Extracorporeal membrane oxygenation (ECMO) therapy oxygenates the blood and removes carbon dioxide (CO2), bypassing the lungs and/or heart of premature infants, transplant patients and others suffering respiratory failure and related conditions. But ECMO technology can trigger the body’s clotting response, and anticoagulants administered to deal with that can cause bleeding.
To improve health outcomes for ECMO patients, Draper engineered a microfluidic oxygenator that mimics conditions in the human body.
A Better ECMO that Mimics Human Blood Pathways
Microfluidic platform technologies offer the opportunity to better mimic blood flow patterns in the human body, but many microfluidic oxygenator attempts have run into severe problems with scaling to high flow rates and have not exhibited stable performance with regard to blood health and thrombosis. Draper’s microfluidic device is the first to show long-term stable performance with low levels of thrombus formation in large animal studies.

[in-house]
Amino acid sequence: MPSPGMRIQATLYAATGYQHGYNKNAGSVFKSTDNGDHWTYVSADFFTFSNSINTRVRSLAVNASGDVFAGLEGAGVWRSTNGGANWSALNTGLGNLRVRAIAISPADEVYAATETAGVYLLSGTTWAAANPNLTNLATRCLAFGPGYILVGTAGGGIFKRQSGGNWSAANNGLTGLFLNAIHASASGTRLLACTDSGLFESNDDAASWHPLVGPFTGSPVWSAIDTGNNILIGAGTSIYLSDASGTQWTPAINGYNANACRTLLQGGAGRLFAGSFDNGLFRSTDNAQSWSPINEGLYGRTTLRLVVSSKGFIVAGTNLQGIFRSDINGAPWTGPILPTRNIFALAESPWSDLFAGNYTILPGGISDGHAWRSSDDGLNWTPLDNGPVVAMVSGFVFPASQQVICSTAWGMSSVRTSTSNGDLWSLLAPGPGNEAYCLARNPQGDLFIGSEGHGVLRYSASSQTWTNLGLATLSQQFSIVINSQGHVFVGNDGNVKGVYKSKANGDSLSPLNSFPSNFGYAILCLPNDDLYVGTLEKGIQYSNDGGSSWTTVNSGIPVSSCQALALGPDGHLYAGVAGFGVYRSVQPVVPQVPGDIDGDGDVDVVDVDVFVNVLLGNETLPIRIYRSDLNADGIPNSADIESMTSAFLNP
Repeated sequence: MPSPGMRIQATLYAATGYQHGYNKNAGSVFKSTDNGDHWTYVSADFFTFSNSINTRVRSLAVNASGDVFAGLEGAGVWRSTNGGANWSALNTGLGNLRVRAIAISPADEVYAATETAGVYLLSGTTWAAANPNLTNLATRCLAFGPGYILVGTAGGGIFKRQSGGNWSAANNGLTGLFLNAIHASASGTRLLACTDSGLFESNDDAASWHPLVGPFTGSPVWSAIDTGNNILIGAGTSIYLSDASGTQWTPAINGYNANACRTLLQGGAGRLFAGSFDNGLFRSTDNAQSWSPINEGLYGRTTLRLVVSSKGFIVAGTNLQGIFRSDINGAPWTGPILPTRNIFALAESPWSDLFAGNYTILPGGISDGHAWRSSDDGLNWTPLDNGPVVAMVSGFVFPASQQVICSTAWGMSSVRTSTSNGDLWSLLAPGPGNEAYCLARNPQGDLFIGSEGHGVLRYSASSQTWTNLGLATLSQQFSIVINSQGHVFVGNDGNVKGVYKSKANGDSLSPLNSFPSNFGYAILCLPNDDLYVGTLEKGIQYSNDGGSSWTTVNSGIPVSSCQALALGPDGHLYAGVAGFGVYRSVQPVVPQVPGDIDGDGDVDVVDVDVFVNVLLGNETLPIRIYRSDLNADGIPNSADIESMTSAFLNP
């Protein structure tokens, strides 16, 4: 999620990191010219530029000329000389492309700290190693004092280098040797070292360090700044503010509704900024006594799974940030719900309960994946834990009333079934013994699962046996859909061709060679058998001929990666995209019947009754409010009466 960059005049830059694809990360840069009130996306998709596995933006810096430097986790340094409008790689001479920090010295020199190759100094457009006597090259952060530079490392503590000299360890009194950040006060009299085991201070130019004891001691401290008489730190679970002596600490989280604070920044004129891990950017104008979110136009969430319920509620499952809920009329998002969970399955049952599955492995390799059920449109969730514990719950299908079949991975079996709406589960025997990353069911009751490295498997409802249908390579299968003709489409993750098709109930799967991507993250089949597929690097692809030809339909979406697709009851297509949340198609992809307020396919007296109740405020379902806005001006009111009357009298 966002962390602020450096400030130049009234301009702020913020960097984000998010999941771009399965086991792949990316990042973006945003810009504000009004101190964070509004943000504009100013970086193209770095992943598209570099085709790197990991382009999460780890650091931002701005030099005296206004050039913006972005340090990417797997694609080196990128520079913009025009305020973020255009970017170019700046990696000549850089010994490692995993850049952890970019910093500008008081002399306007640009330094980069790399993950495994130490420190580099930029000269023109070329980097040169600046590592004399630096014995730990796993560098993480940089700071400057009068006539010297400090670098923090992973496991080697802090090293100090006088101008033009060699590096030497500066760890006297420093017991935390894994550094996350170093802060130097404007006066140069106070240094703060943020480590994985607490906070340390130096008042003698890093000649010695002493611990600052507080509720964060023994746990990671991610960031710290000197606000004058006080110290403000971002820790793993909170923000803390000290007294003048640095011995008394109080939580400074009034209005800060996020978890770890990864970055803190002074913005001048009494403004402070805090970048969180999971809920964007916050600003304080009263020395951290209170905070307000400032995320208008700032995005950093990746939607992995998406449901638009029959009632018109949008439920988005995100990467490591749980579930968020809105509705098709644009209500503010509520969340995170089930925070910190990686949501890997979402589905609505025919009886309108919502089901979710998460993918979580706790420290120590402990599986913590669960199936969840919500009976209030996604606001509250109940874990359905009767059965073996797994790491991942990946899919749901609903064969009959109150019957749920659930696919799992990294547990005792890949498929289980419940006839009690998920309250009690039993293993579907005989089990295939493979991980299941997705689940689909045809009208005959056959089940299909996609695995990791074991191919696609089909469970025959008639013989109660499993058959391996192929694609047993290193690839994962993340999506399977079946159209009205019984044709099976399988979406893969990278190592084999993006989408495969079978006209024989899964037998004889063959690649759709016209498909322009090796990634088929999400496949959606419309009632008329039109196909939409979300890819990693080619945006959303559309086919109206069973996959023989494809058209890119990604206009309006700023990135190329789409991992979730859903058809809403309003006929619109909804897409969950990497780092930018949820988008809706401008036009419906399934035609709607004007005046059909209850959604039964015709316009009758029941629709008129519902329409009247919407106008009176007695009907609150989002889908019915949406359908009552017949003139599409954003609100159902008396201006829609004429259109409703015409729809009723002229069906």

Our technology features multiple layers of branched microfluidic microchannels designed to mimic properties of human vasculature. This creates uniform flow and pressure—features capable of lowering the risk of thrombosis and inflammation relative to standard hollow fiber ECMO and other attempts at designing microfluidic devices.
Additional clinical benefits of Draper’s microfluidic oxygenator design include
- Reduced shear stresses on the blood
- Highly efficient oxygen transfer rates
- Lower blood prime volume (volume of blood in the device)
Our most advanced prototype supports a flow rate of 1 L/minute, a scale compatible with pediatric use.
Bringing ECMO Out of the ICU
Beyond its potential to improve outcomes for ICU patients, Draper’s innovation represents an enabling technology for portable ECMO machines.
A smaller, safer and simpler-to-use device could bring the life-saving power of heart and lung bypass to civilian patients when ICU beds are limited—and to military casualties on the battlefield.
Seeking Partners to Further Scale and Test
Launched with internal funding, our biomimetic ECMO device advanced from lab to bench scale with funding from the National Institutes of Health, Department of Defense and commercial device manufacturers. In 2021, our advancements received recognition from the American Society for Artificial Internal Organs.
With funding from the U.S. Army, this prototype moved into preclinical trials in 2022. Early results are promising, and we are actively seeking partners to fully scale our design for use in adults and pursue clinical trials.
With funding and support, we aim to rapidly transition Draper’s biomimetic organ support technology into clinical use.